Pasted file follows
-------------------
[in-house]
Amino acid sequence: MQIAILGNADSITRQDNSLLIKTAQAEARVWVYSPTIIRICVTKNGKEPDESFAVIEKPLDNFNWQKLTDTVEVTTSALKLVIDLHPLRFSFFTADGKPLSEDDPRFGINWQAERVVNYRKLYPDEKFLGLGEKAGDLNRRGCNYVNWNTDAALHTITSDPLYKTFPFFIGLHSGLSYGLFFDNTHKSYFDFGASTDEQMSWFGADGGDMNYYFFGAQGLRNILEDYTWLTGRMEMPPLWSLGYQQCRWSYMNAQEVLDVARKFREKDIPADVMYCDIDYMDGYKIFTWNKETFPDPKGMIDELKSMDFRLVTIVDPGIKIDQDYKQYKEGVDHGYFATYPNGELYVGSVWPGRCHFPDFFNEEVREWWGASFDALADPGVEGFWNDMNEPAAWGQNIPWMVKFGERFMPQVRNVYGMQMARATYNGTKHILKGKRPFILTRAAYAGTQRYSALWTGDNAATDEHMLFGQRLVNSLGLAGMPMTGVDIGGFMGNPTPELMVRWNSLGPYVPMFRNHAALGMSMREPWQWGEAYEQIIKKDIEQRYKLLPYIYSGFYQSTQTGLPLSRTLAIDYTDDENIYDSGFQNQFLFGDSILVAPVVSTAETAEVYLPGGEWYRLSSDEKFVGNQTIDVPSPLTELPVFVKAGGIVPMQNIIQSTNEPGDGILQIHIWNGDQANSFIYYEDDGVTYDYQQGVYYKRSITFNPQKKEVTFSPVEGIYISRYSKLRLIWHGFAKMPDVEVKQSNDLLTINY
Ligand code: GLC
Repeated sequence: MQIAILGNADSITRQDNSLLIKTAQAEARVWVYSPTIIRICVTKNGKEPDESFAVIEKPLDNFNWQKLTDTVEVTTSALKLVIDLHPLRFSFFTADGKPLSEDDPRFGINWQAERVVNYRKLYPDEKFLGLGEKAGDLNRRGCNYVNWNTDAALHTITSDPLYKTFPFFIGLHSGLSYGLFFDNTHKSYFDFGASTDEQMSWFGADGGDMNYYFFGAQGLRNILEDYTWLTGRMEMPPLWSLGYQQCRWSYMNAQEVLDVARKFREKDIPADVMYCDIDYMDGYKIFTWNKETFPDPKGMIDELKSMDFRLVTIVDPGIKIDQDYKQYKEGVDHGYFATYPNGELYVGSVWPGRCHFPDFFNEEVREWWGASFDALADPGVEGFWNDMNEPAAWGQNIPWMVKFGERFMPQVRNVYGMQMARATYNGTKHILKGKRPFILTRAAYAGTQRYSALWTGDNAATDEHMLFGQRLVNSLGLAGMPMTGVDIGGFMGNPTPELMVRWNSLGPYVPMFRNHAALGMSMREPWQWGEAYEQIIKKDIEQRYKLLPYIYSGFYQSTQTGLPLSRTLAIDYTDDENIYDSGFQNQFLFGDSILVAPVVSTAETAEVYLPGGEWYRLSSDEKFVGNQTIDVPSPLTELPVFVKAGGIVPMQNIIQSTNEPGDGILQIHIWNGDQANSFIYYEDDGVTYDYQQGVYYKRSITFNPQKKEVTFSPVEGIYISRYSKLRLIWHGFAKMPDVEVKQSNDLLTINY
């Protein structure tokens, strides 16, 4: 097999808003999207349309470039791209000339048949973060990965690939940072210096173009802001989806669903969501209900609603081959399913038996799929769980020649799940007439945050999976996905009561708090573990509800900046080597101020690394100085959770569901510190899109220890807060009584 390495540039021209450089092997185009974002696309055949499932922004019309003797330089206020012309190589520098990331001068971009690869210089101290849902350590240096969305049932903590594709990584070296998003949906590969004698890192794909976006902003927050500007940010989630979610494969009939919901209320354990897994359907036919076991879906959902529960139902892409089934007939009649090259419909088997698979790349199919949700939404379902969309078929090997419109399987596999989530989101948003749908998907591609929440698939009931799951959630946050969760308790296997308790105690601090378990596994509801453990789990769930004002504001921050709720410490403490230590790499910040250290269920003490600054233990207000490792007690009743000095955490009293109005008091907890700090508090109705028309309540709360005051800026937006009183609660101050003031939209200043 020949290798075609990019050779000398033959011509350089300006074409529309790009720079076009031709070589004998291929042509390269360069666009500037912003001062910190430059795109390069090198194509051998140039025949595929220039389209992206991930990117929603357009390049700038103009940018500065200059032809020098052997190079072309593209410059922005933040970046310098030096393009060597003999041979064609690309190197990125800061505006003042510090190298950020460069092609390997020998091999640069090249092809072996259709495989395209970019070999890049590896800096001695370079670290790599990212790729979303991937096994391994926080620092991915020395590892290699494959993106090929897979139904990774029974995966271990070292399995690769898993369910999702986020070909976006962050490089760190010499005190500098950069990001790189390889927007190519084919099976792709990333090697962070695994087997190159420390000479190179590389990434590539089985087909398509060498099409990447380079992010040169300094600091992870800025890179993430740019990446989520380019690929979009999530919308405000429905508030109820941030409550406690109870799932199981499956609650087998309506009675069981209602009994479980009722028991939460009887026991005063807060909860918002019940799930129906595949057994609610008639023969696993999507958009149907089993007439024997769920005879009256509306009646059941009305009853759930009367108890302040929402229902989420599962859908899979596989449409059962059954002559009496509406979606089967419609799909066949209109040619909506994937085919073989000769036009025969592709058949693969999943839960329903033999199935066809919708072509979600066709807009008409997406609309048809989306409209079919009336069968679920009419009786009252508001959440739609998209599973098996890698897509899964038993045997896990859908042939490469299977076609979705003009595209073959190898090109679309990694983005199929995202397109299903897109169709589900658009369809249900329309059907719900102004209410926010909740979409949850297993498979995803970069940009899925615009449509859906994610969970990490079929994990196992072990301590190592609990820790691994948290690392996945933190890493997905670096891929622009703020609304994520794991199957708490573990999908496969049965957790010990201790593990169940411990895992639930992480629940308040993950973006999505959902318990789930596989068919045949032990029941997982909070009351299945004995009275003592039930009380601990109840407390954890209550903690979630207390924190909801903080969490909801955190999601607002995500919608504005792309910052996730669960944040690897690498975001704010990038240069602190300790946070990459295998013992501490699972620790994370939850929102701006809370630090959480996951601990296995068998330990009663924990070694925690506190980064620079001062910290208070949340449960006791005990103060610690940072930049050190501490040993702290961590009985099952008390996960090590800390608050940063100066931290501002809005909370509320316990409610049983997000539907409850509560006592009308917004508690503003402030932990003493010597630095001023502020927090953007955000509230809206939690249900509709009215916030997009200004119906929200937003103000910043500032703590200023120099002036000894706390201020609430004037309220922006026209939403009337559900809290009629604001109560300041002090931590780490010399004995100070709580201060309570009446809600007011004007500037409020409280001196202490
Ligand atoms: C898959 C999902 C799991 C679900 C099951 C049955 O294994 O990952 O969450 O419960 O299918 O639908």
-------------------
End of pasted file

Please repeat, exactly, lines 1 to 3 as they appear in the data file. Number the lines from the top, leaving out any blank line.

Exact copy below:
[in-house]
Amino acid sequence: MQIAILGNADSITRQDNSLLIKTAQAEARVWVYSPTIIRICVTKNGKEPDESFAVIEKPLDNFNWQKLTDTVEVTTSALKLVIDLHPLRFSFFTADGKPLSEDDPRFGINWQAERVVNYRKLYPDEKFLGLGEKAGDLNRRGCNYVNWNTDAALHTITSDPLYKTFPFFIGLHSGLSYGLFFDNTHKSYFDFGASTDEQMSWFGADGGDMNYYFFGAQGLRNILEDYTWLTGRMEMPPLWSLGYQQCRWSYMNAQEVLDVARKFREKDIPADVMYCDIDYMDGYKIFTWNKETFPDPKGMIDELKSMDFRLVTIVDPGIKIDQDYKQYKEGVDHGYFATYPNGELYVGSVWPGRCHFPDFFNEEVREWWGASFDALADPGVEGFWNDMNEPAAWGQNIPWMVKFGERFMPQVRNVYGMQMARATYNGTKHILKGKRPFILTRAAYAGTQRYSALWTGDNAATDEHMLFGQRLVNSLGLAGMPMTGVDIGGFMGNPTPELMVRWNSLGPYVPMFRNHAALGMSMREPWQWGEAYEQIIKKDIEQRYKLLPYIYSGFYQSTQTGLPLSRTLAIDYTDDENIYDSGFQNQFLFGDSILVAPVVSTAETAEVYLPGGEWYRLSSDEKFVGNQTIDVPSPLTELPVFVKAGGIVPMQNIIQSTNEPGDGILQIHIWNGDQANSFIYYEDDGVTYDYQQGVYYKRSITFNPQKKEVTFSPVEGIYISRYSKLRLIWHGFAKMPDVEVKQSNDLLTINY
Ligand code: GLC